Not all of William’s books concerned localization of function. Consider Psychomythics (Uttal, 2003) which provides a helpful review a wide range of models in psychology, the first section ending with “Mathematics is neutral in terms of internal mechanisms. The result of ignoring this dictum is the inevitable proliferation of psychomyths” (p. 103). Thereafter the book  enumerates such myths, which researchers of any age, but especially ones new to the business and not yet committed to a myth, would profit from reading. William was an expert witness, and so wrote books on neuroscience and on human factors in the courtroom.

For fifteen years William, Peter Killeen, and a physicist, and over the years joined by Art Glenberg, by a historian of mathematics, a perceptual psychologist, a behavioral neuroscientist and a bioengineer, would meet every other month to discuss philosophical and scientific ideas—they were the SEP rump sessions. It seems that half the time the target of the discussion was William’s framework of scientific realism—even though all shared many elements of that worldview. In his last book he wrote “Of all of the scientific mysteries confronting our inquisitive species, none is more profound or challenging than understanding how the tangible brain can give rise to intangible thought” (Uttal, 2016). The bittersweet paradox of William’s life was that while he spent his career searching for ways to solve that mystery, being unwilling to relax his scientific standards, he could discover, time and again, only reasons why it was insoluble.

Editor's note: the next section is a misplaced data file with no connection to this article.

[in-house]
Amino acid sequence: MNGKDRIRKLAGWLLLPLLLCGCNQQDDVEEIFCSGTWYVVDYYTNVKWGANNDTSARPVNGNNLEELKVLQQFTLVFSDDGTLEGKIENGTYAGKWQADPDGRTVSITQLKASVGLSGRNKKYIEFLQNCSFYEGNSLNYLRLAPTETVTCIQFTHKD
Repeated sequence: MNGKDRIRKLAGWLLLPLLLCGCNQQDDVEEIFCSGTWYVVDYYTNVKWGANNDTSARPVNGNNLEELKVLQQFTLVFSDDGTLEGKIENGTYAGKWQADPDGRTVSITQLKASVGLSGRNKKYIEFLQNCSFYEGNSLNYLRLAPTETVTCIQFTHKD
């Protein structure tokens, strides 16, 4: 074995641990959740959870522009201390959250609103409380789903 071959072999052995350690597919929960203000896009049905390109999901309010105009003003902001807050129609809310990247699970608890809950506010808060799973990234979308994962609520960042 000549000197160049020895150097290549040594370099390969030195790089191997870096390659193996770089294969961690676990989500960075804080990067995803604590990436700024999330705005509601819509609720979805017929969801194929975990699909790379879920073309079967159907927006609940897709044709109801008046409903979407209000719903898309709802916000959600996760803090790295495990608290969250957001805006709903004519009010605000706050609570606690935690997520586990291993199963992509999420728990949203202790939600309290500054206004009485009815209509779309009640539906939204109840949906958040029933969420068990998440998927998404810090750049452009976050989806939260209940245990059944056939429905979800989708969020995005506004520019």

Anderson, M. L. (2010). Neural reuse: a fundamental organizational principle of the brain. Behavioral and Brain Sciences, 33(4), 245-266; discussion 266-313.

Rabaglia, C. D., Marcus, G. F., & Lane, S. P. (2011). What can individual differences tell us about the specialization of function? Cognitive Neuropsychology, 28(3-4), 288-303.

Roitblat, H. L. (2017). In memoriam: William Uttal. Retrieved from https:://

Uttal, W. R. (1973). The psychobiology of sensory coding. New York: Harper & Row.

Uttal, W. R. (1990). On some two-way barriers between models and mechanisms. Perception & Psychophsics, 48, 188-203.

Uttal, W. R. (2001). The new phrenology: The limits of localizing cognitive processes in the brain: The MIT press.

Uttal, W. R. (2003). Psychomythics: Sources of artifacts and misconceptions in scientific psychology.

Mahwah, NJ: Lawrence Erlbaum Associates.

Uttal, W. R. (2008). Distributed Neural Systems: Beyond the New Phrenology. Cambridge, MA: Sloan Educational Publishing.

Uttal, W. R. (2013). Reliability in cognitive neuroscience: a meta-meta-analysis. Cambridge, MA: MIT Press.

Uttal, W. R. (2016). The Neuron and the Mind: Microneuronal Theory and Practice in Cognitive Neuroscience. New York, NY: Routledge.

Vul, E., Harris, C., Winkielman, P., & Pashler, H. (2009). Puzzlingly High Correlations in fMRI Studies of Emotion, Personality, and Social Cognition. Perspectives on Psychological Science, 4(3), 274-290.